Copper is essential for many plant functions. Some of them are
- It functions as a catalyst in photosynthesis and respiration.
- It is a constituent of several enzyme systems involved in building and converting amino acids to proteins.
- Copper is important in carbohydrate and protein metabolism.
- It is important to the formation of lignin in plant cell walls which contributes to the structural strength of the cells, and the plant.
- Copper also affects the flavor, the storageability, and the sugar content of fruits.
Factors Affecting Availability
- Root Growth: Copper is the most immobile micronutrient, therefore anything that inhibits new root growth will inhibit Cu uptake.
- Soil pH: Acid soils increase Cu uptake and High pH inhibits uptake.
- Organic Matter: Copper is readily and tightly complexed by organic matter, therefore high soil organic matter levels reduce Cu availability.
- Flooding: Waterlogged soils can reduce Cu availability while they are saturated, however after they are drained the Cu will become available again.
- Cu:Zn Balance: High Zn levels will reduce Cu availability.
- Cu:N Balance: High N uptake in the presence of marginal Cu levels can lead to a reduction of Cu transport into the growing tips of plants.
- Cu:P Balance: High soil and plant P levels can reduce Cu uptake due to reduced soil exploration by mycorrhizas associated with plant roots.
- N Stress: Low N availability decreases the vigor of plants to an extent that it may fail to take up adequate amounts of many other nutrients. Copper uptake can be affected in this way.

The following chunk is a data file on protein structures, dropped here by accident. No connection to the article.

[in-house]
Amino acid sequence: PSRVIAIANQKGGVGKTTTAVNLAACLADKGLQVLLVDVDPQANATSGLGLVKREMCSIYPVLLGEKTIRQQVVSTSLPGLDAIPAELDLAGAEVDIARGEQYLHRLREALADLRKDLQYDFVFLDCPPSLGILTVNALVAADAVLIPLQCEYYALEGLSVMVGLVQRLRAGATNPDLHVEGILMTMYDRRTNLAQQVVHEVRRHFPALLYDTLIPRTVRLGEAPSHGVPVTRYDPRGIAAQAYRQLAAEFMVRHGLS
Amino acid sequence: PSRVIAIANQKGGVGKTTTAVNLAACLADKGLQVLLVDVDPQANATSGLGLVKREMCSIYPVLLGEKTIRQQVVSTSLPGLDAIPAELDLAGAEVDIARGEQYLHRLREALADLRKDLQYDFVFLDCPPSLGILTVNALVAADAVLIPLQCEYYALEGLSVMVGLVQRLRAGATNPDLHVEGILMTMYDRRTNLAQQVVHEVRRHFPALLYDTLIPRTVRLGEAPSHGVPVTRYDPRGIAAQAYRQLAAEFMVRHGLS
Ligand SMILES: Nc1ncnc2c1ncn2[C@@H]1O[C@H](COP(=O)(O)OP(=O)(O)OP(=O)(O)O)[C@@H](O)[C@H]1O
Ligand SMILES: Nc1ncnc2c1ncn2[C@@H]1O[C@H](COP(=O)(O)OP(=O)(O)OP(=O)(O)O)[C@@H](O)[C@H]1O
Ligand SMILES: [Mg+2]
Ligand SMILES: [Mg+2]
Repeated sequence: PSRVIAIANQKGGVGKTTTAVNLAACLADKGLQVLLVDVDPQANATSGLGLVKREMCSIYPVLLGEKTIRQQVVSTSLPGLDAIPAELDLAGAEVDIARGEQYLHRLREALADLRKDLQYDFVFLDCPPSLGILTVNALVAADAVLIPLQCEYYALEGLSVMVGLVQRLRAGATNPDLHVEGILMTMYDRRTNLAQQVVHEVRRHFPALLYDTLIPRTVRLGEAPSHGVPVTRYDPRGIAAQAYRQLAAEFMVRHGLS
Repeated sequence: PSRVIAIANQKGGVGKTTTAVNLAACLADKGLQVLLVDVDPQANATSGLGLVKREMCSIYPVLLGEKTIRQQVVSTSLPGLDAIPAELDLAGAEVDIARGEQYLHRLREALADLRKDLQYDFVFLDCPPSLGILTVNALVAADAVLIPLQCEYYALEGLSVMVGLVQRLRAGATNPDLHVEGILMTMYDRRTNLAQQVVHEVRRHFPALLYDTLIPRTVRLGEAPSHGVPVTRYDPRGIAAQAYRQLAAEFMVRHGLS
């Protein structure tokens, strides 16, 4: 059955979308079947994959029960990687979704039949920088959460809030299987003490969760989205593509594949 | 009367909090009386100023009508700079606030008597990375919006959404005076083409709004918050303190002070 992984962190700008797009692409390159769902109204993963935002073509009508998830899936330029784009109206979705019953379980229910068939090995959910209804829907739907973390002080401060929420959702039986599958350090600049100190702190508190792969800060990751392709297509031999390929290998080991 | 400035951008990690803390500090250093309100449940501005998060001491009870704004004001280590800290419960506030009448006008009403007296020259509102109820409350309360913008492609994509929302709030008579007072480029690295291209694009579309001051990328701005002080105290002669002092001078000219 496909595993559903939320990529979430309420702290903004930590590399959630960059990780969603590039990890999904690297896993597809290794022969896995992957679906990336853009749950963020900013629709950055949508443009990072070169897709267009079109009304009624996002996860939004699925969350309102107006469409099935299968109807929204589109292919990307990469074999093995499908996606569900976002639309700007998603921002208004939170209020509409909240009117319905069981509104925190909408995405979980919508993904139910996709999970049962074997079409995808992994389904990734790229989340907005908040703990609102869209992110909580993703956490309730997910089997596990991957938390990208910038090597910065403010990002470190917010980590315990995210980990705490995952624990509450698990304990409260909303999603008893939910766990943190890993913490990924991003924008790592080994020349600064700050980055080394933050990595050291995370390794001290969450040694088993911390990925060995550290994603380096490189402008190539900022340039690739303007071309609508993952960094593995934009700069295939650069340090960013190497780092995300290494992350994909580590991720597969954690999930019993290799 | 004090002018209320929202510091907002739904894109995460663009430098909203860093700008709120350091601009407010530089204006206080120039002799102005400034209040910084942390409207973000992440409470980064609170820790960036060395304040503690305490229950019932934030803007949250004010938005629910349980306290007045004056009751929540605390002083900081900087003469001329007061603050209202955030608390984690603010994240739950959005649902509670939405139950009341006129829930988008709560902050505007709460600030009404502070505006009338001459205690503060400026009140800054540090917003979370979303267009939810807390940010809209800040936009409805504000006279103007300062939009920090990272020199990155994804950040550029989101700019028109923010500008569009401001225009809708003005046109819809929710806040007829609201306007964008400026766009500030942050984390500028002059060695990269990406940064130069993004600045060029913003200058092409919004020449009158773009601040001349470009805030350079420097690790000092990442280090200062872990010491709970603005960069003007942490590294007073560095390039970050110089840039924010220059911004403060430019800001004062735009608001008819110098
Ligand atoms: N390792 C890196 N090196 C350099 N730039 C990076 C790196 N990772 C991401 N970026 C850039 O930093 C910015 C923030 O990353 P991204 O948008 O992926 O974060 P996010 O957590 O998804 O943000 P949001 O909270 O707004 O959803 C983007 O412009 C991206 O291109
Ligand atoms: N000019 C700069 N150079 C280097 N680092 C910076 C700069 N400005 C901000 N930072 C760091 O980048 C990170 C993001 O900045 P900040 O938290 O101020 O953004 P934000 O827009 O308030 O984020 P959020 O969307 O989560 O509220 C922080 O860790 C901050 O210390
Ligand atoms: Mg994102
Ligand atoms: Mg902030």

Young tissues show chlorosis, distortion, and necrosis (death). The death of the growing points often leads to excessive tillering in cereal crops and excessive branching in dicots (non-grass crops). Some vegetables show a blue-green color before advancing to chlorosis. Excessive wilting, lodging and reduced disease resistance result from the weak cell walls caused by Cu deficiency. Reduced seed and fruit yield is caused mainly by male sterility. Copper deficiency often causes a complete failure to set flowers. Lettuce and onions most commonly manifest visible symptoms with only a slight deficiency occurring. Copper is found to be evenly distributed in the plant, but is relatively immobile. Therefore, a constant supply is needed throughout the growing season.
Copper should not be applied to soils without a demonstrated need through soil and plant analysis. Toxic effects from over-application can last many years. Symptoms appear in young tissue and include; dark green leaves followed by induced Fe chlorosis in which the leaves may appear nearly white; thick, short, or barbed-wire looking roots which can be mistaken for chemical damage; depressed tillering. Work has shown that soils high in iron (Fe), or plants that are exceptionally efficient in absorbing Fe can increase the plant concentration at which Cu has toxic effects, thus lessening the toxic effect. Increasing the soil pH should also help reduce toxic effects, although this can cause deficiencies of other nutrients. In situations where toxic soil levels of Cu exist, the leaf analysis may not properly reflect the severity of the problem because the root damage can become self-limiting to Cu uptake. If the field has a history of having been an arbor, orchard, or of any crop where “Bordeaux Mix” may have been used for many years, you should suspect excess soil Copper. Liming to the proper pH, using Molybdenum seed treatments, and increasing the Nitrogen, Zinc and Phosphorus rates will help minimize the effects of High soil Copper. Although this is not well proven, foliar Fe might help offset the damaging effects of excess Cu.